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A paramedic accused of failing to give a teen girl life support told the police to stop performing CPR minutes after arriving, a tribunal heard.
Quinn Evie Milburn-Beadle was found hanged on December 9, 2018.
When operational paramedic Gavin Wood, from the North East Ambulance Service (NEAS), arrived at the scene in Shildon, County Durham, two police officers were already providing the 17-year-old with CPR.
By the time a community paramedic and a respondent crew arrived, Mr Wood had decided to stop CPR and declare her deceased.
After the incident, a clinician raised concerns that Mr Wood had not completed everything he should have done with regards to treatment, reports Chronicle Live.
A tribunal, which began on Monday, January 9, aims to identify whether his fitness to practise was impaired by reason of misconduct and/or a health condition.
Alan Potts, who carried out an investigation on behalf of the NEAS, was the first person to give evidence.
He told the hearing how the report did not support the decision making which Mr Wood subsequently made.
He said: “Within two to three minutes of having arrived on scene, the Recognition of Life Extinct had been proceeded.
“There was an act of resuscitation ongoing, with the police officers that were doing that, and, on arrival of the registrant, the registrant made the call to ask them to stop.
“There didn’t appear to be adequate rationale for the registrant to have made the decision for ongoing resuscitation to have been ceased.
“The registrant, when questioned, suggested that he should have provided advanced life support.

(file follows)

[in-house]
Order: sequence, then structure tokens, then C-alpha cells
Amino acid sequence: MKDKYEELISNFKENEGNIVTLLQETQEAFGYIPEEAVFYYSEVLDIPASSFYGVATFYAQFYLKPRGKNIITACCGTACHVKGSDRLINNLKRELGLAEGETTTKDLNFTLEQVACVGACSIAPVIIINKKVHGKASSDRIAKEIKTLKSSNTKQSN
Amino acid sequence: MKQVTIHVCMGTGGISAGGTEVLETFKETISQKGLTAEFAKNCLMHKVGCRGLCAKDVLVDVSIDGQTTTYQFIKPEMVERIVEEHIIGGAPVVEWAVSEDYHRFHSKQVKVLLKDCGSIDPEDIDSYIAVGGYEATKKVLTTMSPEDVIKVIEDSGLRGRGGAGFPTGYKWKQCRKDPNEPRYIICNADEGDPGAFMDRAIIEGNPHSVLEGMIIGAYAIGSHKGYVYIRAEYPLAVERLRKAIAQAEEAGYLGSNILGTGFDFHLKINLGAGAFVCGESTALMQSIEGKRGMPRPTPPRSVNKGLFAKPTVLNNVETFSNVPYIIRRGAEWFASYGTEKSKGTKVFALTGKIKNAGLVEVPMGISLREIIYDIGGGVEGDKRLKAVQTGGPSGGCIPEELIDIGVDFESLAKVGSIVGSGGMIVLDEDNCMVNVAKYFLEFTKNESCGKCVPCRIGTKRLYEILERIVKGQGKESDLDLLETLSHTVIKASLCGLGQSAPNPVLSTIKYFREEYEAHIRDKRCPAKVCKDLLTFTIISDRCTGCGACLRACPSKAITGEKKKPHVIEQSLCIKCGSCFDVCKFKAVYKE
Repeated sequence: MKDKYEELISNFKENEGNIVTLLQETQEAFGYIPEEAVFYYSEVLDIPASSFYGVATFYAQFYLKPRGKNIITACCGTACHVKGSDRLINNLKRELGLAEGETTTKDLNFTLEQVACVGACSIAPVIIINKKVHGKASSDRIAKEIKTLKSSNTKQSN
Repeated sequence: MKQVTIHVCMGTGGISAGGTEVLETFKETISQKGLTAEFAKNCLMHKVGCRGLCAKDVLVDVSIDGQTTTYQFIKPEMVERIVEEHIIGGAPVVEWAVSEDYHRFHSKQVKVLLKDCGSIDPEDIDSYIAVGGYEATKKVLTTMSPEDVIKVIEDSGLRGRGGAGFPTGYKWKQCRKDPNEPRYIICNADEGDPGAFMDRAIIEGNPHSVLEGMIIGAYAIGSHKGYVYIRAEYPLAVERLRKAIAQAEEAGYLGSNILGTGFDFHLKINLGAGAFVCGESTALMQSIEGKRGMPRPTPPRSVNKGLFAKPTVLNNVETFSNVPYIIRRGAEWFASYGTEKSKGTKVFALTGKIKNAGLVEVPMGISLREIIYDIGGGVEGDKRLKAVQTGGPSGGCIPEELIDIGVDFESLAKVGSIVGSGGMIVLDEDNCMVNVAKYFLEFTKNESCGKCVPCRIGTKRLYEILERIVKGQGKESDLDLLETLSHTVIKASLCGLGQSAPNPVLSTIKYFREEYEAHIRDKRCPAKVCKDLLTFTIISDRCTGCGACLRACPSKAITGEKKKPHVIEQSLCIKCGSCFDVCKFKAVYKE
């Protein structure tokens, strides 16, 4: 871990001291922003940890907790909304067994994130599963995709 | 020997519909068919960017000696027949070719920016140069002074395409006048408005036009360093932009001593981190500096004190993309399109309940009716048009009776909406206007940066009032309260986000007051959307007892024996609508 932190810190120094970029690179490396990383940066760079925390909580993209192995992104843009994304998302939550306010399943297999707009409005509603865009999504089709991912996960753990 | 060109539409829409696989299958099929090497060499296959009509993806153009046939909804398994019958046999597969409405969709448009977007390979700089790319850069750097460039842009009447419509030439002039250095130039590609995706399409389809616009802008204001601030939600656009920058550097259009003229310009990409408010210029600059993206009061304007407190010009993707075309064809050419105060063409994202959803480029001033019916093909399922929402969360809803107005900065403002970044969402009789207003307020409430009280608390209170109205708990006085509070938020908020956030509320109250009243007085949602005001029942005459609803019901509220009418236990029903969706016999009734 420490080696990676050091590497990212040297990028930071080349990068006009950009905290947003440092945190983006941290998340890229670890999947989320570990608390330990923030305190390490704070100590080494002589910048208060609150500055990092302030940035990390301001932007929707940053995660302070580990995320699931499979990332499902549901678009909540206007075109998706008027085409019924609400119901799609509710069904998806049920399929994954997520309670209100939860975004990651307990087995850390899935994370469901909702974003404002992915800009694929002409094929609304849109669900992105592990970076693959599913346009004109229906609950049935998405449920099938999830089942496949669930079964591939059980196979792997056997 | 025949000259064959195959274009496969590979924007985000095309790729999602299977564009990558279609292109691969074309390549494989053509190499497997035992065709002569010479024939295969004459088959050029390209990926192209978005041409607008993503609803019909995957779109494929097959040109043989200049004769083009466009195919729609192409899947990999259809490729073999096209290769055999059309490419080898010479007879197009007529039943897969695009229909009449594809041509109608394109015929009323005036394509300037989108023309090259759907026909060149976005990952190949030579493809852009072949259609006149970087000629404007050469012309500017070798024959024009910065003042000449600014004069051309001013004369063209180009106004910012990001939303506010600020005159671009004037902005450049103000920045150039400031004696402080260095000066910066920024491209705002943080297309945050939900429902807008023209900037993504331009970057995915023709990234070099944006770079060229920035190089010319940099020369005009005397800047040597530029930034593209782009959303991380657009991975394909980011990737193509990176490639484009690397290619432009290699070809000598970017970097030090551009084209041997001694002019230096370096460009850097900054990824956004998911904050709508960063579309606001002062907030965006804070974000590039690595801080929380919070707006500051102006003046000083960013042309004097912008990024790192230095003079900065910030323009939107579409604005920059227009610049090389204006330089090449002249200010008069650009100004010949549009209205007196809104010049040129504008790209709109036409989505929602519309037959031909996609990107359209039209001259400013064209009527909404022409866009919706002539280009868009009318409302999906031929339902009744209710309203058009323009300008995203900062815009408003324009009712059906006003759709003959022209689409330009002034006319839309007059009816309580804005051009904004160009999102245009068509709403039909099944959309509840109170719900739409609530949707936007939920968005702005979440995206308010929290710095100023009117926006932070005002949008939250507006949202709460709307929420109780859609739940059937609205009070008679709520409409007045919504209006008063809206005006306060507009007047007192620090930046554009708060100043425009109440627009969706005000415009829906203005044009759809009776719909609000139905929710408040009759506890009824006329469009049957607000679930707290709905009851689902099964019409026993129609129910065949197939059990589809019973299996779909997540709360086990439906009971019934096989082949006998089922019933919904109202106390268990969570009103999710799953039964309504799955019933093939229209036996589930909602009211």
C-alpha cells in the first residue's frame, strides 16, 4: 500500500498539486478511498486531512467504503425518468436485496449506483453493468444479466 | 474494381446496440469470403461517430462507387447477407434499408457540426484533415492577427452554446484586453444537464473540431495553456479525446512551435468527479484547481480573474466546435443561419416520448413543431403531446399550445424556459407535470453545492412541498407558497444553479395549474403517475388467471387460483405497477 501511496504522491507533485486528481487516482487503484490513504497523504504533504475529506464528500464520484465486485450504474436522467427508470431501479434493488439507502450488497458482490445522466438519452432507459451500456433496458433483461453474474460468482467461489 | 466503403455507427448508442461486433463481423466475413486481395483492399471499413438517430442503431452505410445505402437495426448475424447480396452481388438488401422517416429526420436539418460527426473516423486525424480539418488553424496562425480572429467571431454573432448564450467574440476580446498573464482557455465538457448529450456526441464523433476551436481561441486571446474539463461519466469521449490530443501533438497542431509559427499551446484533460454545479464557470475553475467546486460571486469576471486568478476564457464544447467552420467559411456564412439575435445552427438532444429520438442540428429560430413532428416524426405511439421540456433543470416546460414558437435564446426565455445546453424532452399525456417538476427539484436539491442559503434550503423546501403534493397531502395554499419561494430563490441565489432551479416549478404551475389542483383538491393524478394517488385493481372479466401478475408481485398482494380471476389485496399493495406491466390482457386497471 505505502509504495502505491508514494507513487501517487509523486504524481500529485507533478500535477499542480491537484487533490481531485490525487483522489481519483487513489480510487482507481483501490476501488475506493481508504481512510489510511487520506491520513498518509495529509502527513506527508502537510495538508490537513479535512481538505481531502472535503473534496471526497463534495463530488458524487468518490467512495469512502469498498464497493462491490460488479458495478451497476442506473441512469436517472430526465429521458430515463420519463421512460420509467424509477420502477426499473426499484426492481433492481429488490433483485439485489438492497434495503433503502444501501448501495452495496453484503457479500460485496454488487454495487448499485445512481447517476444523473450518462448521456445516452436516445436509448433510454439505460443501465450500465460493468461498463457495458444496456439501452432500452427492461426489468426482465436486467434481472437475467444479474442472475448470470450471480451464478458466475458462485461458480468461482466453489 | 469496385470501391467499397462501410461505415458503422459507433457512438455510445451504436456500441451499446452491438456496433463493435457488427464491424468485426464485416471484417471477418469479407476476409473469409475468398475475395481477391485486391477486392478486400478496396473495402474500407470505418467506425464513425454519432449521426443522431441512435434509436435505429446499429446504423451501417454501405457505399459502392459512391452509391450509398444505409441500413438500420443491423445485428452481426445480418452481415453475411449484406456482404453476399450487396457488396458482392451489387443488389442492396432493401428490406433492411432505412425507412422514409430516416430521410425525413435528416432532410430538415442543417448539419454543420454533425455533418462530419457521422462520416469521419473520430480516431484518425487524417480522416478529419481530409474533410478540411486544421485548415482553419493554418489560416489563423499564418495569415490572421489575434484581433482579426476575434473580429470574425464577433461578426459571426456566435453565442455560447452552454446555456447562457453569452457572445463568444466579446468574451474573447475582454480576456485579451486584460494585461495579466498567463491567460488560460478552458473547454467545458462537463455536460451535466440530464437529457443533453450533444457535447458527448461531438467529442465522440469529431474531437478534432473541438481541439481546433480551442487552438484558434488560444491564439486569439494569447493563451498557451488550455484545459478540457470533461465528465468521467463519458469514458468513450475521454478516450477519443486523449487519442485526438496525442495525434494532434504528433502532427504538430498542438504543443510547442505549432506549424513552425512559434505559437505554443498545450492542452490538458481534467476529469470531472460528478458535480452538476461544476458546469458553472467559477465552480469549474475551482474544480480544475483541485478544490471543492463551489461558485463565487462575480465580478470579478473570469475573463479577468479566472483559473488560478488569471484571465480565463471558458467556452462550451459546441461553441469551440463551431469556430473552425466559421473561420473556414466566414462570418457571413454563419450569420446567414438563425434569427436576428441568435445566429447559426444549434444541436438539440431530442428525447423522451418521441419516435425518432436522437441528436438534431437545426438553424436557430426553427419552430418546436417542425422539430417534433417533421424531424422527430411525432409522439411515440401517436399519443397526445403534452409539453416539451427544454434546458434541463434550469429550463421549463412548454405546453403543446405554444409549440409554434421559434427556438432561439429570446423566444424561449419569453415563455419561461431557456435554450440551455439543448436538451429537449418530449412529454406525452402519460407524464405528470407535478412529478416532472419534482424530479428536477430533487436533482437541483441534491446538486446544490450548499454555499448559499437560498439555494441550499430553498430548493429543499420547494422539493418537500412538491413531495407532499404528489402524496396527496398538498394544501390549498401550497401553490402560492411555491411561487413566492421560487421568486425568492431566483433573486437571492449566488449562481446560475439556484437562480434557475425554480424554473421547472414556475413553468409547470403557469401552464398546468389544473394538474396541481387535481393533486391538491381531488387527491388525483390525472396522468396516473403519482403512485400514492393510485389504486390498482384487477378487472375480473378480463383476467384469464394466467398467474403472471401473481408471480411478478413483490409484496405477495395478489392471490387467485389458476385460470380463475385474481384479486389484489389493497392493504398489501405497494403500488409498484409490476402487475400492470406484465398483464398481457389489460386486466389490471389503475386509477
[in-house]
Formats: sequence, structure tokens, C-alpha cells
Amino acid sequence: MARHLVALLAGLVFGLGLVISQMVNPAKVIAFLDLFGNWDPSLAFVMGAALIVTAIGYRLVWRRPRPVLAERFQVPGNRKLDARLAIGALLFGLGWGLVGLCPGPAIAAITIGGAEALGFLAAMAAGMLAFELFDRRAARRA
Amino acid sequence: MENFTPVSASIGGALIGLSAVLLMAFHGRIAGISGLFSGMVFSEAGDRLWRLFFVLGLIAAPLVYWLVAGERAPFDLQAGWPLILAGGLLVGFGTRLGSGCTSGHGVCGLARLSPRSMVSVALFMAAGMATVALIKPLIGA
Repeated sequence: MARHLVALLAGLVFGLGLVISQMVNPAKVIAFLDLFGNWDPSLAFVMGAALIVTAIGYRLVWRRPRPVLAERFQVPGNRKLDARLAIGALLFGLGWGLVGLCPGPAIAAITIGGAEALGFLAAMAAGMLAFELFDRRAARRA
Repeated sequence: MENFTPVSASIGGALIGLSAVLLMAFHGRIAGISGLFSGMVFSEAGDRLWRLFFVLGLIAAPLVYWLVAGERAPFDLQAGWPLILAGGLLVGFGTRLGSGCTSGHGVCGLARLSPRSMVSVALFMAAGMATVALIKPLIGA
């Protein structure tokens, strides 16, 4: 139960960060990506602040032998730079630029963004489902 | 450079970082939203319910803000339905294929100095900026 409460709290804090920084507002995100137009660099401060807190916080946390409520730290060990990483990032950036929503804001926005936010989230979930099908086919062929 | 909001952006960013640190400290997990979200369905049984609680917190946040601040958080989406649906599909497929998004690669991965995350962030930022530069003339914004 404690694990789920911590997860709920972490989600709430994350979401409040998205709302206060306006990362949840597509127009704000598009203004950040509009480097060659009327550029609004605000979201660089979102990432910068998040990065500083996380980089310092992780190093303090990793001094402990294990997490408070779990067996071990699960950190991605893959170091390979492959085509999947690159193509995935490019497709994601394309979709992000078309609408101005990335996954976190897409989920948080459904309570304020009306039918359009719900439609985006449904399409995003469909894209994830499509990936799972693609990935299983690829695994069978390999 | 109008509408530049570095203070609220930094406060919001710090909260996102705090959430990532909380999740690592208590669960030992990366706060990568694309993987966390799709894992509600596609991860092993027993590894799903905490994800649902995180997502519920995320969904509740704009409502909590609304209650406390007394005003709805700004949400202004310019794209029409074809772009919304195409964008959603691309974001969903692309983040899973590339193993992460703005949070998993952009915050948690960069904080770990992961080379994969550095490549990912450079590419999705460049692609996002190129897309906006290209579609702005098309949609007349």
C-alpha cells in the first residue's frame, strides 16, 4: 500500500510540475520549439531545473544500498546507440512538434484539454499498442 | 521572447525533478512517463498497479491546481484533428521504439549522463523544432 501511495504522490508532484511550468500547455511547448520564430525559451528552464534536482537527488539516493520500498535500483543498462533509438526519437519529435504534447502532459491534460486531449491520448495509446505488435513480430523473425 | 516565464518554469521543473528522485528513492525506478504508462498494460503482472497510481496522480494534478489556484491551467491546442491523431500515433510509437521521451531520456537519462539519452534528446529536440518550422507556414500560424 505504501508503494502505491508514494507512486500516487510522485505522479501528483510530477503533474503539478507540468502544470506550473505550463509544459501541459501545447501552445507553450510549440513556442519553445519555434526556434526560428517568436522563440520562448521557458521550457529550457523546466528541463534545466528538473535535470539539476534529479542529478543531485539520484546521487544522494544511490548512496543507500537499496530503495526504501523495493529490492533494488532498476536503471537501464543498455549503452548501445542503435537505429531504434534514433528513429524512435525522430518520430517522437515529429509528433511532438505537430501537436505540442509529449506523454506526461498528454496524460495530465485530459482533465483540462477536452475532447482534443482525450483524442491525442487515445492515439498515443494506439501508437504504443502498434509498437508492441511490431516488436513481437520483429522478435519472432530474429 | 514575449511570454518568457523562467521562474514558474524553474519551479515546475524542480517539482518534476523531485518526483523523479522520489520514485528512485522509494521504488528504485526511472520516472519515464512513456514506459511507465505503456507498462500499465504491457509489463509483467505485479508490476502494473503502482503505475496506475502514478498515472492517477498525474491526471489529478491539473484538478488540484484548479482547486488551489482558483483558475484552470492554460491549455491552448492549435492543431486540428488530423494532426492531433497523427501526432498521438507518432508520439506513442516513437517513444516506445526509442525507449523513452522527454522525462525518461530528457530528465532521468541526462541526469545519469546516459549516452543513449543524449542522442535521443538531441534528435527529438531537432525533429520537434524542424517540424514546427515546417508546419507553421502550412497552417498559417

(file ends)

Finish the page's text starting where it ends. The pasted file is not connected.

“The registrant had not provided thorough basic life support by stopping the initial resuscitation.”
The tribunal heard how guidelines state that paramedics should use an ECG to record activity of the heart for a minimum of 30 seconds.
Mr Potts said Mr Wood told another paramedic that he was going to do a 30-second printout, after he had already stopped resuscitation.
He said that he claimed he was unable to print it out due to a fault or issue with the machine.
Mr Potts, who was a clinical operations manager, told the tribunal that Mr Wood had used it during the day with no issues and no concerns had been raised.
An investigation revealed that a 16-second reading had been recorded.
Mr Potts said: “Normally you would have an ECG reading. There was no reading from that, that lasted more than 16 seconds. You would need at least a 30-second strip.
“I would expect, if someone was doing Recognition of Life Extinct there would be a minimum of 30-second rhythm strip. I would tend to not do 30 seconds, I would do more. The minimum is 30 seconds.
“Unless there’s some major issue, it wouldn’t be sufficient of Recognition of Life Extinct without having the printout.
“It would be unusual to make a decision on this without having attached or produced a 30-second strip at least.”
The tribunal, which is taking place virtually, heard how no effort was made to clear Quinn’s airway.
Mr Potts said that the investigation to discover whether her pulse had been checked was “inconclusive”.